The Food and Drug Administration (FDA) Commissioner Stephen Hahn has walked back claims he made about the benefits of convalescent plasma against the coronavirus following a press conference with Donald Trump.
Scientists and health experts targeted Mr Hahan on Sunday evening after the press conference because the commissioner claimed convalescent plasma could save 35 out of 100 people who had Covid-19.
"I have been criticised for remarks I made Sunday night about the benefits of convalescent plasma. The criticism is entirely justified," Mr Hahn said in a series of tweets on Monday evening. "What I should have said better is that the data show a relative risk reduction not an absolute risk reduction."
Convalescent plasma, which has been used as a therapeutic method for other infectious diseases like Ebola, is relatively safe to use by doctors. But it has yet to be proven effective against the coronavirus.
The FDA issued an emergency authorisation for the treatment on Sunday, as Mr Trump labelled the therapeutic treatment a "truly historic breakthrough" in treating patients with the novel virus.
The authorisation was based on a study from the Mayo Clinic, the largest one to look into the benefits of convalescent plasma, that looked into its effects on about 70,000 people who used the treatment.
During the Sunday press conference, Mr Hahn reaffirmed the president's statement that the treatment was effective by saying, "if you are one of those 35 out of 100 people who these data suggest survive as a result of it, this is pretty significant."
This was slammed as misleading by health experts.
"I personally could've done a better job and should've done a better job at that press conference explaining what the data show regarding convalescent plasma," Mr Hahn told CBS This Morning on Tuesday. "I can assure the American people that this decision was made on sound science and data."
Concerns have risen that the FDA issued the emergency authorisation based on politics and pressure from the White House.
"We at FDA do not permit politics to enter into our scientific decisions," Mr Hahn said in a tweet. "This happens to be a political season but FDA will remain data driven. On behalf of FDA's 18,000 career employees, I want to reassure the American public about this commitment."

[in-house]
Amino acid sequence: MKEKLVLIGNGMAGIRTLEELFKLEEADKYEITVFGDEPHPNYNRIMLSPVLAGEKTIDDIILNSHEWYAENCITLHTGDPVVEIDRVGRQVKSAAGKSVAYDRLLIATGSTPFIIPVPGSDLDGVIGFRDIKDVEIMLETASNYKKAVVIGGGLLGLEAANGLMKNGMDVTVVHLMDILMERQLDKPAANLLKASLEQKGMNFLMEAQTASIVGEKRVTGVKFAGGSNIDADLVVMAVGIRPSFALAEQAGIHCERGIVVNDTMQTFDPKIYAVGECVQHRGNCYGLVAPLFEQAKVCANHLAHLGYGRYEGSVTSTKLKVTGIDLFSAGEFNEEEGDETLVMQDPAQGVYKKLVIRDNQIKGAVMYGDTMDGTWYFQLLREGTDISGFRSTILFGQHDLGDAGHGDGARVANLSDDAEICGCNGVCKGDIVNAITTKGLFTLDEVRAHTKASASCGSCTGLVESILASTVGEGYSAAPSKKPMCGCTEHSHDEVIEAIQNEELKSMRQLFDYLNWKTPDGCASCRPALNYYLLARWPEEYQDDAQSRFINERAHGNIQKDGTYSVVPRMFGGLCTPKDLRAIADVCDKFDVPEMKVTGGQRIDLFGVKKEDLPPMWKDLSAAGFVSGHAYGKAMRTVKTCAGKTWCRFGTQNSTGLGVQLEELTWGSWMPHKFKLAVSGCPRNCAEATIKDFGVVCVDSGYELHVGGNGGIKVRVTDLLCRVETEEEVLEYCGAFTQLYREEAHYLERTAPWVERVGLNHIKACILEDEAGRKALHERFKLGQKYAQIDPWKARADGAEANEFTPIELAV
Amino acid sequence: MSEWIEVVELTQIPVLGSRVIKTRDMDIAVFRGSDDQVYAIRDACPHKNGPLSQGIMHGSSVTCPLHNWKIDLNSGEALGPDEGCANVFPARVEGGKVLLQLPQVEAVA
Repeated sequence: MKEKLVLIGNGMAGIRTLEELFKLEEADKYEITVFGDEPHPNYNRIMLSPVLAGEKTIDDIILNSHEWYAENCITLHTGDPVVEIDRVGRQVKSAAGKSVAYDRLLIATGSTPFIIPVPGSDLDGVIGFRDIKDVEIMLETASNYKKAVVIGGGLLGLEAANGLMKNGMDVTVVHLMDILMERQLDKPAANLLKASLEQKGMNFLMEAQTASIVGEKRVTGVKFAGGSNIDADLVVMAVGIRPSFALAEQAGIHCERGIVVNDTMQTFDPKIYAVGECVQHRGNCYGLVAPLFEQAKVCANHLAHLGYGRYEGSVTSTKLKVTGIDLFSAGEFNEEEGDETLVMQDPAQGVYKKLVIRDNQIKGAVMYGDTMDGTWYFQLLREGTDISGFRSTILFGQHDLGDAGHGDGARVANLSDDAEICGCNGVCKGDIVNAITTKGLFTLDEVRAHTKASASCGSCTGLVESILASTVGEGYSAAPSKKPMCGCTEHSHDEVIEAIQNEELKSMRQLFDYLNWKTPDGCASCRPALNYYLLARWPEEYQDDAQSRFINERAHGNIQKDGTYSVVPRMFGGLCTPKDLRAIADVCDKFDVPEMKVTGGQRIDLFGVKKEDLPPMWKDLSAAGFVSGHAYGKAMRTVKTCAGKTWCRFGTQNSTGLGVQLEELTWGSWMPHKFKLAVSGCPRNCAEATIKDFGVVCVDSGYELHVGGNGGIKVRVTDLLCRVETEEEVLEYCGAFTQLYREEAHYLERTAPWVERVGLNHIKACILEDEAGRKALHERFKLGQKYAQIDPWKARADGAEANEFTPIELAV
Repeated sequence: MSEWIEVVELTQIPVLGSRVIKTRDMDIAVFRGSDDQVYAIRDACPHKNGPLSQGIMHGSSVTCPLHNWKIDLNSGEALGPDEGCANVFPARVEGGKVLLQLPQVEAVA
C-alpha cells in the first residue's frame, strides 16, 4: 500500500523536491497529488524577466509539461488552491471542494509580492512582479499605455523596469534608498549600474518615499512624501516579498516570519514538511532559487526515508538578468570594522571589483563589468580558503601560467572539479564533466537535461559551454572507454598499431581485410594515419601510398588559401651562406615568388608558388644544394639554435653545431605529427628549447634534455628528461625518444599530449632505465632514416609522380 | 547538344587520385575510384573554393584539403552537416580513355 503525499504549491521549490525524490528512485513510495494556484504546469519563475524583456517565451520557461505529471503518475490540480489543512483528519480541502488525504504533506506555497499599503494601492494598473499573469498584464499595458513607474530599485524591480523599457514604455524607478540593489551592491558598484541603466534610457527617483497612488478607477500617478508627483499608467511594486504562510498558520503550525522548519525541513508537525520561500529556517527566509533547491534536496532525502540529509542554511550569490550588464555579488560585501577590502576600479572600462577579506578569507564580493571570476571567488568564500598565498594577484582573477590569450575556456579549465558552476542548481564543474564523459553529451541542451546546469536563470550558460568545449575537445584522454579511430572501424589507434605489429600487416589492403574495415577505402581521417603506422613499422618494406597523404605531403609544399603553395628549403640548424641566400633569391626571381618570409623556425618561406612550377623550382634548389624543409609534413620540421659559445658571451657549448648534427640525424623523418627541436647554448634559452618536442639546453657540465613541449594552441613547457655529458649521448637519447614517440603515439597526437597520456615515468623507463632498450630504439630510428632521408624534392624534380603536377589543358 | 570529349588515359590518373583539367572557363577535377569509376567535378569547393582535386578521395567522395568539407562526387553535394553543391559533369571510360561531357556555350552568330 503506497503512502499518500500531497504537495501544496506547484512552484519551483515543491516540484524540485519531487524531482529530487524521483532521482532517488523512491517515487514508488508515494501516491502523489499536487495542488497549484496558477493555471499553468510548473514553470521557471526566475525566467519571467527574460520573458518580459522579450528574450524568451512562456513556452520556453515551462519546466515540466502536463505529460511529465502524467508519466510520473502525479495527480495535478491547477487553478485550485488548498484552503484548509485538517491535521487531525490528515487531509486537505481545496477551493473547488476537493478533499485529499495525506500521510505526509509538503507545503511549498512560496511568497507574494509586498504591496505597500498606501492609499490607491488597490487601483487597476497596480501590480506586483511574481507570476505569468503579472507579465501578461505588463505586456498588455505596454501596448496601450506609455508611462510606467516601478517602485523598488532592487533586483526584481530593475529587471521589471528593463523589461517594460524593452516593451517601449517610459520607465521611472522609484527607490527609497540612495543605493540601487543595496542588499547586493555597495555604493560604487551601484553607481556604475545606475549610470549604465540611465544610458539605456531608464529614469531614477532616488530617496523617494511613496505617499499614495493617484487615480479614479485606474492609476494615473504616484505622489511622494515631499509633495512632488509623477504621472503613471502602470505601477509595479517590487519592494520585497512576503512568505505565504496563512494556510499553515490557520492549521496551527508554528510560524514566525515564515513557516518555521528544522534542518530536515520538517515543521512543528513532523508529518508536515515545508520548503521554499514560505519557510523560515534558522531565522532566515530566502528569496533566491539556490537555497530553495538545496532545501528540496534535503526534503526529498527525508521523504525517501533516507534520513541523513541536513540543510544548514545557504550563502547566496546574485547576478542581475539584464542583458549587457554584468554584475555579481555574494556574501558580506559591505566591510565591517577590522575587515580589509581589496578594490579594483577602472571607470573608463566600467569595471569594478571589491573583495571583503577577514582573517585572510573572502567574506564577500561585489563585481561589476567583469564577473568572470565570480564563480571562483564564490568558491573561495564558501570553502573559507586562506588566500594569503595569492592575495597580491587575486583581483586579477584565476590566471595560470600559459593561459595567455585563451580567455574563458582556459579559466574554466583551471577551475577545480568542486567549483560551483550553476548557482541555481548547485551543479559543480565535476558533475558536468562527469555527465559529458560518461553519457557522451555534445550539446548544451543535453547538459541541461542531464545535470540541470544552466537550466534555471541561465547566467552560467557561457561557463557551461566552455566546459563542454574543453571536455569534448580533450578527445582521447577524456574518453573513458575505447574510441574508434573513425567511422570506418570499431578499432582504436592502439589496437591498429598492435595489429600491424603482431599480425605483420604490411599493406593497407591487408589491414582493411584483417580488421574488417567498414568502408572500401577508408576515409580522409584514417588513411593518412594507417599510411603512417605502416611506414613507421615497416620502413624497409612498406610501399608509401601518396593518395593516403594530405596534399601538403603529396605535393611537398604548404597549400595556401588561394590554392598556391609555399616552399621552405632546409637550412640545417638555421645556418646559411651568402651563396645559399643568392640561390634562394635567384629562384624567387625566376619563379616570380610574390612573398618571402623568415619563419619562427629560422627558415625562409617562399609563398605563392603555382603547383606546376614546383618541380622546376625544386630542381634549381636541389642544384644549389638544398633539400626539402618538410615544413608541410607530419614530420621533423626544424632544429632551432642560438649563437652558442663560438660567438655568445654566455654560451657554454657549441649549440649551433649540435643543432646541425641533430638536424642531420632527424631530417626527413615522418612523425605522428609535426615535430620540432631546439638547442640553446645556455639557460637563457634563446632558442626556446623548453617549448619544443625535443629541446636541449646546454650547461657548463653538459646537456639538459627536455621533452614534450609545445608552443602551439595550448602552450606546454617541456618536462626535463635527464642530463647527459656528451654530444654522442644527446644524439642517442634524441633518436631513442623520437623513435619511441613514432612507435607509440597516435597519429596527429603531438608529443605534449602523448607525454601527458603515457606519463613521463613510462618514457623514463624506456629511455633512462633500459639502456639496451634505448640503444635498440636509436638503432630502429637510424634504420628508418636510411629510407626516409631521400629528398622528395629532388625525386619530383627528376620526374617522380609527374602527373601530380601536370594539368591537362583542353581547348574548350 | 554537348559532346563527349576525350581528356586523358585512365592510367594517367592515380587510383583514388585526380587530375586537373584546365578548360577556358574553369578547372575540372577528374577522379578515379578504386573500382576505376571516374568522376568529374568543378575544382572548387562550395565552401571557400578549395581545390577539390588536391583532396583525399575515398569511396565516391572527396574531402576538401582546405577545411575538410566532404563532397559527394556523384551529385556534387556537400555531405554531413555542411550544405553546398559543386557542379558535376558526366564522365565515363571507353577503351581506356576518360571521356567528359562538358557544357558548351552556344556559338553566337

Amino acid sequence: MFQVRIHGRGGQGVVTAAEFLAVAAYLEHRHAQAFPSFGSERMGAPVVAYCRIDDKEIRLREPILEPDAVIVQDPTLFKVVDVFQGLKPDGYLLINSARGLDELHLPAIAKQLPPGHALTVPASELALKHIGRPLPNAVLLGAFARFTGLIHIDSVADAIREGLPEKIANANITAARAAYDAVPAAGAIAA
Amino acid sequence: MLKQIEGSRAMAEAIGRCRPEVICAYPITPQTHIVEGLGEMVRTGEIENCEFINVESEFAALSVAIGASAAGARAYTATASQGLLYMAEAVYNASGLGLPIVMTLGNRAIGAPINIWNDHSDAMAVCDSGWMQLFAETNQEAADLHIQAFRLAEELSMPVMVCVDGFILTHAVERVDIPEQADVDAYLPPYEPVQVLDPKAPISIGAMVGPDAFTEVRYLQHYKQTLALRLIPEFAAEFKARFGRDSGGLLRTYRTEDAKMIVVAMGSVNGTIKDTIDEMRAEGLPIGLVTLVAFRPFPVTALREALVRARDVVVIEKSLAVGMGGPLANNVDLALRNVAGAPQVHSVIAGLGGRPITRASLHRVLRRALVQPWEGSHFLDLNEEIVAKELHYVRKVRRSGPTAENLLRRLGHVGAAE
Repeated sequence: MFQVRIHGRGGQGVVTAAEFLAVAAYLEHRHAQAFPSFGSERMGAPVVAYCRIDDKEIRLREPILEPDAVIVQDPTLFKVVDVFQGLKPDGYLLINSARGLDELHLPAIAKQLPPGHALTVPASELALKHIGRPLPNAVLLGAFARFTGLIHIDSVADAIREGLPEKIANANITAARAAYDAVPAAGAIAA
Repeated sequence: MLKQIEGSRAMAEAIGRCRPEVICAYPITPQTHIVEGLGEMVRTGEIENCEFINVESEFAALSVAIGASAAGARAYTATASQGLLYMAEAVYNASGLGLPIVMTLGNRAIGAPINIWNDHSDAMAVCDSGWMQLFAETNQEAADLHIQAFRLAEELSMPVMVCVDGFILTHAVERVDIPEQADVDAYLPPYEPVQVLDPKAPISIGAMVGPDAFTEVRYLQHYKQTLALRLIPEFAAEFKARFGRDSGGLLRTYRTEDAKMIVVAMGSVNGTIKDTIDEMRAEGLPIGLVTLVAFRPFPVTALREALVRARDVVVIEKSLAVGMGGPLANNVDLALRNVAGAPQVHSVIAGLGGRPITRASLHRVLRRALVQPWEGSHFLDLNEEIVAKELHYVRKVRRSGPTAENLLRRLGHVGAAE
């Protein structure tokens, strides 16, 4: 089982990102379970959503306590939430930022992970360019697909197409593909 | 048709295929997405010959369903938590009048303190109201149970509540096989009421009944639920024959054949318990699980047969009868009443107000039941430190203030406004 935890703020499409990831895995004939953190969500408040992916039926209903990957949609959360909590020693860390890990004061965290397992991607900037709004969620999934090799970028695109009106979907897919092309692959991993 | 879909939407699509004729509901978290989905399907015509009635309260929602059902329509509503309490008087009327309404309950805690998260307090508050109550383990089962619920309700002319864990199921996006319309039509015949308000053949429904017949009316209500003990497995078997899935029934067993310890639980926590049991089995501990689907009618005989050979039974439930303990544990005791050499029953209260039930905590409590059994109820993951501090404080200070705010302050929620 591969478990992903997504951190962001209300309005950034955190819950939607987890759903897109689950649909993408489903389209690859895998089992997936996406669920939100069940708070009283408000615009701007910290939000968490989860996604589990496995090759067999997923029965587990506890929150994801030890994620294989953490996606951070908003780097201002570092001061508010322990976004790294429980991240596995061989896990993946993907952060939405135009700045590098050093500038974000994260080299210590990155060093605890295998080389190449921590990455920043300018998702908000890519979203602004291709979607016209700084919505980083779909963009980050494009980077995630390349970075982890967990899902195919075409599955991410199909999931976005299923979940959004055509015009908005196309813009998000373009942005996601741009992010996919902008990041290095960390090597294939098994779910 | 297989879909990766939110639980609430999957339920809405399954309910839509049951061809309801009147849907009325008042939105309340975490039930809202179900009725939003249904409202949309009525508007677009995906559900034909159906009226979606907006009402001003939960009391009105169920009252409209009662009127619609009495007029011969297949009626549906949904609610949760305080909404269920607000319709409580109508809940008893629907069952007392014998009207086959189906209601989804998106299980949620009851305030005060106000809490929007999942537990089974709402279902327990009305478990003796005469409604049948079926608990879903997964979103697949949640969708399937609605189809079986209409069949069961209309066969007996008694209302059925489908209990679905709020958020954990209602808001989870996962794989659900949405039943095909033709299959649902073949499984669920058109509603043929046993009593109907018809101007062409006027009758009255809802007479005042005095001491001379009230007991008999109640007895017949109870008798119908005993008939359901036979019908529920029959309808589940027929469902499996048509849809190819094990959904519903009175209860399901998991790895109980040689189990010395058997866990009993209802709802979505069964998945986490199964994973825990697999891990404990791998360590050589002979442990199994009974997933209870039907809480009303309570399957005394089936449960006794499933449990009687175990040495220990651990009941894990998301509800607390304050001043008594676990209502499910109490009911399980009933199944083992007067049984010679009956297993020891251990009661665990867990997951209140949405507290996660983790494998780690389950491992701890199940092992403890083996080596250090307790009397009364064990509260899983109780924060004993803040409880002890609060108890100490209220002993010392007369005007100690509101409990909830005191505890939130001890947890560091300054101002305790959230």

Some doctors, including the nation's top infectious disease expert Dr Anthony Fauci, have cautioned that more research is needed on convalescent plasma to treat Covid-19 before it is rolled out across the country.
Dr Francis Collins, the director of the National Institutes of Health (NIH) and Dr Clifford Lane also expressed scepticism over the emergency authorisation before the announcement.
Their reasoning was that a recent Mayo Clinic study did not provide enough data to prove the potential benefits, the doctors said.
"The three of us are pretty aligned on the importance of robust data through randomized control trials, and that a pandemic does not change that," Dr Lane said in an interview on Tuesday.
The FDA was prepared to issue the emergency authorisation for the therapeutic last week. But these efforts were stalled after multiple doctors and experts advised against it, arguing there was not enough research to back up its potential positive effects.
Then on Saturday, Mr Trump accused members of the FDA being involved in the "deep state" because they would not approve certain vaccines and therapeutics, like convalescent plasma.
"The deep state, or whoever, over at the FDA is making it very difficult for drug companies to get people in order to test the vaccines and therapeutics," he wrote on Twitter.
One day later, the FDA issued its emergency authorisation for the therapeutic.
Convalescent plasma takes the plasma from people who've previously had Covid-19 and put it into current patients. If the treatment goes as expected, the antibody-rich plasma should boost up the current patient's immune system and form antibodies to fight against the virus.
In the Mayo Clinic study, scientists found that patients who received plasma early into their treatment fared better than those who received it later. But the study lacked a control group and was not peer-reviewed.
Experts have said more data is needed to better determine if convalescent plasma could lower the mortality rate of coronavirus when used as a therapeutic treatment.
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